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Get Yer Ya-Ya's Out! 40th Anniversary Deluxe Box set, CD+DVD, Limited Edition, Live, Original recording remastered
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November 2009 marks the 40th anniversary of the recording of the Rolling Stones concerts at Madison Square Garden that yielded the epochal Get Yer Ya-Ya’s Out!, the band’s definitive live album. This 40th Anniversary Deluxe Box Set comprises three audio CDs including a remastered disc of the original Ya-Ya’s repertoire as well as a disc of five previously unreleased Stones tracks recorded at the same Madison Square Garden shows. The third CD encompasses unreleased performances by the shows’ support acts: B.B. King and Ike & Tina Turner, five songs from the former and seven songs from the latter. The box set also includes a 56 page Collectors Edition book featuring photos and an essay by Ethan Russell, the acclaimed photographer who accompanied the Stones on the '69 tour, as well as the original Rolling Stone Magazine review by Lester Bangs and a series of recollections from a cross-section of fans who attended the concerts and a replica of the original tour poster by David Byrd. Included as well is a bonus DVD by legendary filmmakers Albert and David Maysles, also entitled Get Yer Ya-Ya’s Out! The film includes full-length performances of the five previously unreleased Stones songs--"Prodigal Son", "You Gotta Move", "Under My Thumb", "I’m Free" and "(I Can’t Get No) Satisfaction". Beyond the song performances – presented in 5.1 surround sound--the film includes a sequence with Mick Jagger, Charlie Watts and Jack the donkey during the cover shoot for the Ya-Ya’s album and backstage tête-à-têtes between Keith Richards, Jimi Hendrix and Mick Taylor.
Top Customer Reviews
The 1969 tour was far more sophisticated than the Stones earlier tours where the audience had come as much to hear the Stones perform as to scream. The level of sophistication in the Stones performance was improved no end with the arrival of virtuoso guitarist Mick Taylor as well as the Stones having a better sound system.
'Get Yer Ya Yas Out!' shows the Stones as they are nearing their peak as live performers and mixed in with the many really good performances are a few truly great ones - my favourite, perhaps, being 'Sympathy For The Devil' which has a different arrangement to the studio version yet is no less effective. Keith Richards and Mick Taylor's playing here is truly memorable with their guitar interplay as much of their sound has a harder rock approach than had been typical of the Stones up until this point. Taylor's stinging lead on 'Stray Cat Blues' is another perfect example along with the delicate 'Love In Vain'. The two Chuck Berry covers 'Carol' and 'Little Queenie' are slowed down a little to reveal a real swagger in their delivery which is typically the essence of the classic Stones sound. Add to these great versions of 'Jumpin' Jack Flash', 'Street Fighting Man' and the dextrous 'Midnight Rambler' and it's really hard to go wrong.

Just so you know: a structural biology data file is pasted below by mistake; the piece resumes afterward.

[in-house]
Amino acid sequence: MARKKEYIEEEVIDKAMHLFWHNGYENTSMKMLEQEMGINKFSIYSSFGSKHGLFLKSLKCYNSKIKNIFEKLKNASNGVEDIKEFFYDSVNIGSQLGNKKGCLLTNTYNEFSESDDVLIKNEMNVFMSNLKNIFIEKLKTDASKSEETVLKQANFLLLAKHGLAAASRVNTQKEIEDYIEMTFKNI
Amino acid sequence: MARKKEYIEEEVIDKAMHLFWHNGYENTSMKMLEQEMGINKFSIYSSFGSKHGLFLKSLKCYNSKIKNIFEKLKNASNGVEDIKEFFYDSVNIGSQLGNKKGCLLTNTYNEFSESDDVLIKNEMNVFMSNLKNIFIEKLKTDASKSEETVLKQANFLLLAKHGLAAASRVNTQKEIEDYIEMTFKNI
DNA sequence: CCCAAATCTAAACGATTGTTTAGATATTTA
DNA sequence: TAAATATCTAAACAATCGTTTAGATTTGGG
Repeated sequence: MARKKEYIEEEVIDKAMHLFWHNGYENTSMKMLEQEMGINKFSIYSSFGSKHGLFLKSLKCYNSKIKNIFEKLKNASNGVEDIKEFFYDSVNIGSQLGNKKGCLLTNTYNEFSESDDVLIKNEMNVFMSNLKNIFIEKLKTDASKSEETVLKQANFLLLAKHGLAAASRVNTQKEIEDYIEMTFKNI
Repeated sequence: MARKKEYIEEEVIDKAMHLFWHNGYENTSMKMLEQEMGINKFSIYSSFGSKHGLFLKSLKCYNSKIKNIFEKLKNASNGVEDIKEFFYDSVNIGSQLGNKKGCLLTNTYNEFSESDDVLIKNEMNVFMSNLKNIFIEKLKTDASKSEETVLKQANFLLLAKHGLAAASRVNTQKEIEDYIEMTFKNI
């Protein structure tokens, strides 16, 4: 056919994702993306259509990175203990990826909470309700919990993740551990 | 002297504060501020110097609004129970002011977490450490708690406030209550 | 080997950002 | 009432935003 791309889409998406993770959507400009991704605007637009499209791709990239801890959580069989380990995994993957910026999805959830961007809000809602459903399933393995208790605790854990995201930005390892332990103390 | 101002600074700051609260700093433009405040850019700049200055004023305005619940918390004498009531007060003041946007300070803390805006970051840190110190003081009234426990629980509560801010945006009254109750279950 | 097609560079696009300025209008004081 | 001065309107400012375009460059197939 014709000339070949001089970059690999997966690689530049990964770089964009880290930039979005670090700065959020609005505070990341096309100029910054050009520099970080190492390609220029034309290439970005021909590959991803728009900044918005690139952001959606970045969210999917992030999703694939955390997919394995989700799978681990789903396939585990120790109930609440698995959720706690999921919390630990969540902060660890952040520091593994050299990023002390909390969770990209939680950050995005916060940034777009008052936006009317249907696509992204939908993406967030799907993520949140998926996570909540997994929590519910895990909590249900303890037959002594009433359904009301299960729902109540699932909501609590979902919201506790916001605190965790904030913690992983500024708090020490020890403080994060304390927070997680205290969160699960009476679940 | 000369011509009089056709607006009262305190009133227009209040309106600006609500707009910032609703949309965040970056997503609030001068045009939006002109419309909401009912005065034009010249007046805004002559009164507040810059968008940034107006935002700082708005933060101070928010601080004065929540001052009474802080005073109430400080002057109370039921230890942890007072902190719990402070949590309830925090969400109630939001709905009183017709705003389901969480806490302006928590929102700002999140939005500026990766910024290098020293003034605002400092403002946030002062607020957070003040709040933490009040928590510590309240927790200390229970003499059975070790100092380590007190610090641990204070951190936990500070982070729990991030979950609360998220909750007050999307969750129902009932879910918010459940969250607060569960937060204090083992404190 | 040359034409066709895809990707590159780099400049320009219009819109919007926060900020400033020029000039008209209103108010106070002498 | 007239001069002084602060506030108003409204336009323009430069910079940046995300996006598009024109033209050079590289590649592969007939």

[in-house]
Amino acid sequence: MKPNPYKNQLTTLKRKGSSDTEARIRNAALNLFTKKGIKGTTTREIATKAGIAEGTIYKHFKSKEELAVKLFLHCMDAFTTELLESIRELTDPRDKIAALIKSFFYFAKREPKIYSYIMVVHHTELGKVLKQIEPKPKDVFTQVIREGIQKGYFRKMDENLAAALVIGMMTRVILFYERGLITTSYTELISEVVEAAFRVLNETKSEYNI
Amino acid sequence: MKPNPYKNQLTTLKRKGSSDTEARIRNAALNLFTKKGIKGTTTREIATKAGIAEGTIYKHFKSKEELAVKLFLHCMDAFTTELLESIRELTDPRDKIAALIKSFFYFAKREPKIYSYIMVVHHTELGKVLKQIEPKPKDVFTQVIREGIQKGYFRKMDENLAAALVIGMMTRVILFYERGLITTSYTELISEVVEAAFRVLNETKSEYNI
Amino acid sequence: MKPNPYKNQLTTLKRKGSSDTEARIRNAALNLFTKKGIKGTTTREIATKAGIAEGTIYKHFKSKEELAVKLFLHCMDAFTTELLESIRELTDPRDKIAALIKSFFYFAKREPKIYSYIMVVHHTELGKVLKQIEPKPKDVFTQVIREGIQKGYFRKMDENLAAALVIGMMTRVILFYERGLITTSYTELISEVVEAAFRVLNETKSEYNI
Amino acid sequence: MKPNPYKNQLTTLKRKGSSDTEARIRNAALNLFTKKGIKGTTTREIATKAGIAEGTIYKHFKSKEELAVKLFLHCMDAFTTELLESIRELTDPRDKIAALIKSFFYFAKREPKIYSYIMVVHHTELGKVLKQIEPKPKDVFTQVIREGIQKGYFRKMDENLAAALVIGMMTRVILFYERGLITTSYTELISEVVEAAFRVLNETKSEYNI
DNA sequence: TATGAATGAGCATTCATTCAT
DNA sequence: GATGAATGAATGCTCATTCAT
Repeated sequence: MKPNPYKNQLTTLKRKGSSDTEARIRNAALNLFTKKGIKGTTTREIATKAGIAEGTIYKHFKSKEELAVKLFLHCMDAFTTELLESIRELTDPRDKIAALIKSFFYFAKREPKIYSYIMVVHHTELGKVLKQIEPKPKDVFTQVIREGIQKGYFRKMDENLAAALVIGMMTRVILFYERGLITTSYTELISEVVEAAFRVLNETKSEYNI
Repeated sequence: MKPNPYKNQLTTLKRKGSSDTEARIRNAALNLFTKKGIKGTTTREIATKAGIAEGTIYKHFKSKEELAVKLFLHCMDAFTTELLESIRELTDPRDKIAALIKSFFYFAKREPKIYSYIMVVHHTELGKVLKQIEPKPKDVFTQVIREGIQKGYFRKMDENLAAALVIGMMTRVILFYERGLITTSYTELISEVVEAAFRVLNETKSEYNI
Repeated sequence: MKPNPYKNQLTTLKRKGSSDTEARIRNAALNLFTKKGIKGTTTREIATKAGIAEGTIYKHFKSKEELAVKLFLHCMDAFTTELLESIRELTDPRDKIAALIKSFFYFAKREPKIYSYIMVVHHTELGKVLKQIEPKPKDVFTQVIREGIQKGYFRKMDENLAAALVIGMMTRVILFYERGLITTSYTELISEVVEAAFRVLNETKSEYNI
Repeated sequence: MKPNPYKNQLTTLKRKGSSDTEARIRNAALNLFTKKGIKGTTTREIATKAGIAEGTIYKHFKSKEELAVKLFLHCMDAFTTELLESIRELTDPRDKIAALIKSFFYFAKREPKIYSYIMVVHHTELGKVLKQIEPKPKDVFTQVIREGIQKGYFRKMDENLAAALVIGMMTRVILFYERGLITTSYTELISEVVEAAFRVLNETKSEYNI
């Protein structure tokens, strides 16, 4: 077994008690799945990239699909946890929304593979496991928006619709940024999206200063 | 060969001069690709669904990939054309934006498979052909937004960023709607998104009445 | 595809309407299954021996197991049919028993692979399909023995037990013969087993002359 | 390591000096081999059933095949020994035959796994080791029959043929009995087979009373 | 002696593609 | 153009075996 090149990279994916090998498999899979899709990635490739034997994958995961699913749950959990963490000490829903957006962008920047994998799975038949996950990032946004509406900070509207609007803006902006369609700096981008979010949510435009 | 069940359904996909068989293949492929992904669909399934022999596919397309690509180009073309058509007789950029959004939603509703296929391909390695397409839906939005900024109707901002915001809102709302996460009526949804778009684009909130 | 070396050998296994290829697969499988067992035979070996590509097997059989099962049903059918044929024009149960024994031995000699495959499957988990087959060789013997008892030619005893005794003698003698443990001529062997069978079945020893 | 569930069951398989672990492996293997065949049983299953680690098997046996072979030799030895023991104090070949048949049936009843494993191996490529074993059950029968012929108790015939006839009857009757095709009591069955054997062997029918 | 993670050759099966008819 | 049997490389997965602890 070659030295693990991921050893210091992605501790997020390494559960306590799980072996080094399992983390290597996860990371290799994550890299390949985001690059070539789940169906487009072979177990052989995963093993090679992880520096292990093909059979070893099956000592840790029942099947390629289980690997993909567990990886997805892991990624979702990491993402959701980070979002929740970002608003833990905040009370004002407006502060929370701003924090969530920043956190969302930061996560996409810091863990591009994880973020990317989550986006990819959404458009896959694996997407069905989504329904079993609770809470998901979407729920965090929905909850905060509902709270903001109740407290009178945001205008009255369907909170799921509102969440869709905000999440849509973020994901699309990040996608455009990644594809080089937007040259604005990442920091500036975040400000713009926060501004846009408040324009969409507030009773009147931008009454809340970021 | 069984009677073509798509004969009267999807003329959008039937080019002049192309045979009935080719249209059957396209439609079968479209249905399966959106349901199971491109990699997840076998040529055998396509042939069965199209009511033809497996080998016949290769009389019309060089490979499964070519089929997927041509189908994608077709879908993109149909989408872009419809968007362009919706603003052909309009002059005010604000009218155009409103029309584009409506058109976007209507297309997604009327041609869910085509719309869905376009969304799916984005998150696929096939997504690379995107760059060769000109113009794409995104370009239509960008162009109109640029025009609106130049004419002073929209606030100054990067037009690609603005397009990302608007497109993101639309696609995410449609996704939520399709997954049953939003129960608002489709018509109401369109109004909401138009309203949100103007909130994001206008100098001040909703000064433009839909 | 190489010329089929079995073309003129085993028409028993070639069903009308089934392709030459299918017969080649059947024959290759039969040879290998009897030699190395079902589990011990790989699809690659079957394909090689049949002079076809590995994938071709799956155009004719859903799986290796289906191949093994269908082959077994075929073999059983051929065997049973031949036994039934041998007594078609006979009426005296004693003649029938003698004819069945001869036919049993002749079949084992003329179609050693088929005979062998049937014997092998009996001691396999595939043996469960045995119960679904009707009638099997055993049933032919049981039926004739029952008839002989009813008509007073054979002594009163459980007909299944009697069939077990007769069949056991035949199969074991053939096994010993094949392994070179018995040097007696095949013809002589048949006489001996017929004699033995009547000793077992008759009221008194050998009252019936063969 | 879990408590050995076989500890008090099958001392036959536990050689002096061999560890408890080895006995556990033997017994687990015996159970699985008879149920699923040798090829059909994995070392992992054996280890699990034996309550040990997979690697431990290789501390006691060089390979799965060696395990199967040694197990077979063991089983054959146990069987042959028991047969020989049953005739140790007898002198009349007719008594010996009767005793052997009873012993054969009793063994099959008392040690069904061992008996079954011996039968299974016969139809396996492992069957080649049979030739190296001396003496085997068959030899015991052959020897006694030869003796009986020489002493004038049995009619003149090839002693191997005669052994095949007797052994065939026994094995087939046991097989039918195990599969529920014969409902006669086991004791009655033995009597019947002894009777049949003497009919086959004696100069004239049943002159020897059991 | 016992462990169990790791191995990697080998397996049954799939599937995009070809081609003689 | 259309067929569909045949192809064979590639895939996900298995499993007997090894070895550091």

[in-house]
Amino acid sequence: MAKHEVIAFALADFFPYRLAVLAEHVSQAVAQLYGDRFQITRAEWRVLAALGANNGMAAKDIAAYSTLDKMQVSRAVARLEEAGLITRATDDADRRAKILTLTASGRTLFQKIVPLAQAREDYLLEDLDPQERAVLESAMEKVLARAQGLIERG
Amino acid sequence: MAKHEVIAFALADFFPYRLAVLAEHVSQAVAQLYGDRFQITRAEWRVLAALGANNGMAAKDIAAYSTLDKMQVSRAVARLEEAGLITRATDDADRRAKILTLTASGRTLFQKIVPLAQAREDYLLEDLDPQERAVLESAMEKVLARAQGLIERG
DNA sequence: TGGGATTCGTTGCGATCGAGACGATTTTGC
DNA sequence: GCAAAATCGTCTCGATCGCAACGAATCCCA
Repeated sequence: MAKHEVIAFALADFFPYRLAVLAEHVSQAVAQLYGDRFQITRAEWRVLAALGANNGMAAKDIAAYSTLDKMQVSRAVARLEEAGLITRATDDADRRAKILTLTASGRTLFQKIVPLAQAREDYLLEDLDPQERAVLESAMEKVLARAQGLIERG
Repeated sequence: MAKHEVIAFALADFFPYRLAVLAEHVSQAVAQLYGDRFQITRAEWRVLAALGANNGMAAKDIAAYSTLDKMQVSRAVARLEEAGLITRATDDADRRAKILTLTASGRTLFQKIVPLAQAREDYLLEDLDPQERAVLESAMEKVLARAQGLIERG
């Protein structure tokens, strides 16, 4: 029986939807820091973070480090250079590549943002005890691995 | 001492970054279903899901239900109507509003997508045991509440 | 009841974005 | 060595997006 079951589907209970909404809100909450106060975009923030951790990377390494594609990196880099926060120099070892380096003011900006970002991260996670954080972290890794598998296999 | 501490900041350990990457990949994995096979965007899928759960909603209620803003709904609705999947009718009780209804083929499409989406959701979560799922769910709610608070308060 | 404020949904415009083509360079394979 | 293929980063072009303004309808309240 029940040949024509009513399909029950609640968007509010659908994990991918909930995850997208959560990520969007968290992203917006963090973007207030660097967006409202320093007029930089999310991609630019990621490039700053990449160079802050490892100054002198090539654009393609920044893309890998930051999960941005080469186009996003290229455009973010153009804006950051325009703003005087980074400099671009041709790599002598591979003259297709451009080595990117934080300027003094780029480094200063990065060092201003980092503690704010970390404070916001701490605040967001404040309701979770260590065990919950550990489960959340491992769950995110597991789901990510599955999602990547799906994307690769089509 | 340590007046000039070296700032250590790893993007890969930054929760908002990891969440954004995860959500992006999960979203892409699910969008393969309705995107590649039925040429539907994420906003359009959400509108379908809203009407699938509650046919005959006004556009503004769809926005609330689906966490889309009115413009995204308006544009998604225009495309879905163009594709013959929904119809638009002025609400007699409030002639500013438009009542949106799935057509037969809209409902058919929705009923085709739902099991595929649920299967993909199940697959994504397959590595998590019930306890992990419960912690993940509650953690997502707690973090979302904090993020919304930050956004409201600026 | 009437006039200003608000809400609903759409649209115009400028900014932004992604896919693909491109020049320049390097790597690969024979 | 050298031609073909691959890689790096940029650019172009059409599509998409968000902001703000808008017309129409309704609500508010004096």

I'm not entirely in agreement with the view that 'Get Yer Ya Yas Out!' shows the Stones at their absolute peak however, especially in light of the many live Stones bootlegs which have been circulating over the years.Read more ›
The sets by B.B. King and Ike and Tina Turner got the evenings' entertainment off to great start. To me, B.B. King sounds on great form, while hearing Tina Turner sing the likes of 'Son Of A Preacher Man' and The Beatles' 'Come Together' is a real treat indeed. As for the Stones themselves, well, 'Midnight Rambler' is awesome and arguably the highlight of the original album, perhaps followed closely by a really funky 'Sympathy For The Devil'. Of the outtakes contained on disc two, I particularly enjoyed Mick and Keith doing the acoustic 'Prodigal Son' justice with a really punchy performance.
The DVD is composed of unused footage from the movie GIMME SHELTER but this is far from disposable; the rendition of 'Prodigal Son' captured here is lovely as Keith finishes the song too early which prompts a reaction of surprise from Mick! It's a lovely moment as the two share a giggle in recognition of the mistake.
Finally, the hardback book contained in the box is a nice souvenir, containing personal recollections from, among others, the photographer Ethan Russell, a reproduction of the unused sleeve design for GET YER YA-YA'S OUT! and a typically florid contemporary review of the LP from that late, great music critic Lester Bangs.
All in all, this a lovely time capsule of The Rolling Stones at a performing peak and, if you start by playing the support sets by B.B King and Tina Turner on disc three first, it's the closest you'll ever get to accurately re-living two nights of great music at the end of the 1960s.
The BB King and Ike & Tina Turner disc offers a standard BB King set with great sound quality but what a true delight is the Ike and Tina set - just wonderful.
The DVD at around 30 minutes is an interesting if dispensible addition (you have to feel sorry for Jack the donkey stuck out on newly finished M5 in the cold and wet) but the whole box is nicely packaged, first rate sound quality, the stones billed as the greatest rock n' roll band in the world delivering a fine performance. And for once well done ABKCO!
Most Recent Customer Reviews
what can one say about one of the greatest groups ever made the odd bad c.d. but not this onePublished 23 days ago by Mr. Clifford Liddy
Best live record of the stones, without any doubt. Mick Taylor doing a fantastic job replacing Brian Jones. Good sound quality, good song selection. Read morePublished 1 month ago by Danny Vanwin
A must have if you love the stones. Good sound quality and the best version of sympathy for the devil ever!! Richards nails it.Published 5 months ago by Amazon Customer